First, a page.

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Whitear Early Origins



The surname Whitear was first found in Huntingdon where they held a family seat as Lords of the Manor. The Saxon influence of English history diminished after the Battle of Hastings in 1066. The language of the courts was French for the next three centuries and the Norman ambience prevailed. But Saxon surnames survived and the family name was first referenced in the year 1273 when Eustace and Thomas Whittowere held estates in that shire.

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Whitear Spelling Variations


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Whitear Spelling Variations



Spelling variations of this family name include: Whittier, Whittyer, Whittear, Whityer, Whithear, Wittier, Wittyer, Wittyere, Wittyer, Whitear, Whittear, Whitehair, Withere, Wityere, Wityear, Whityear, Wittiere, Wityear, Wytyear and many more.

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Whitear Early History


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Whitear Early History



This web page shows only a small excerpt of our Whitear research. Another 272 words (19 lines of text) covering the years 1279, 1455, and 1487 are included under the topic Early Whitear History in all our PDF Extended History products and printed products wherever possible.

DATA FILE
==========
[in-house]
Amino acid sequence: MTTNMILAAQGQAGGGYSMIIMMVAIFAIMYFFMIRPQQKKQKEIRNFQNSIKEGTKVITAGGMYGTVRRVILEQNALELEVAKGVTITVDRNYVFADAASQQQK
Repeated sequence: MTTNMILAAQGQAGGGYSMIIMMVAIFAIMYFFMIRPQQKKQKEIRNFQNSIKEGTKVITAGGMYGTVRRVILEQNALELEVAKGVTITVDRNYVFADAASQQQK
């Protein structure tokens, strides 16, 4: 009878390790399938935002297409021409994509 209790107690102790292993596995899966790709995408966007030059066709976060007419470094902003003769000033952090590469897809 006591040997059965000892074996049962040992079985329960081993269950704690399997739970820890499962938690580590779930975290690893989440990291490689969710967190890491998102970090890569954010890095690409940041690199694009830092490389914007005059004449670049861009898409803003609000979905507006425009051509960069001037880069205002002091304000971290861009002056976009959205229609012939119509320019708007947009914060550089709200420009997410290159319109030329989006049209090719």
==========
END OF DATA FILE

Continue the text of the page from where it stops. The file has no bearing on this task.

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Whitear Early Notables (pre 1700)


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Whitear Early Notables (pre 1700)



More information is included under the topic Early Whitear Notables in all our PDF Extended History products and printed products wherever possible.

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The Great Migration


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The Great Migration



Some of the first settlers of this family name were:

Whitear Settlers in Australia in the 19th Century

  • Mary Whitear, English convict from Surrey, who was transported aboard the "America" on December 30, 1830, settling in Van Diemen's Land, Australia [1]CITATION[CLOSE]
    State Library of Queensland. (Retrieved 2014, November 26) America voyage to Van Diemen's Land, Australia in 1830 with 135 passengers. Retrieved from http://www.convictrecords.com.au/ships/america/1830

Whitear Settlers in New Zealand in the 19th Century

  • Jane Whitear, aged 20, a servant, who arrived in Auckland, New Zealand aboard the ship "India" in 1875

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Whitear Historic Events


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Whitear Historic Events




HMS Repulse

  • Mr. John Whitear, British Able Bodied Seaman, who sailed into battle on the HMS Repulse and died during the sinking [2]CITATION[CLOSE]
    HMS Repulse Crew members. (Retrieved 2014, April 9) . Retrieved from http://www.forcez-survivors.org.uk/biographies/listrepulsecrew.html

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Motto


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Motto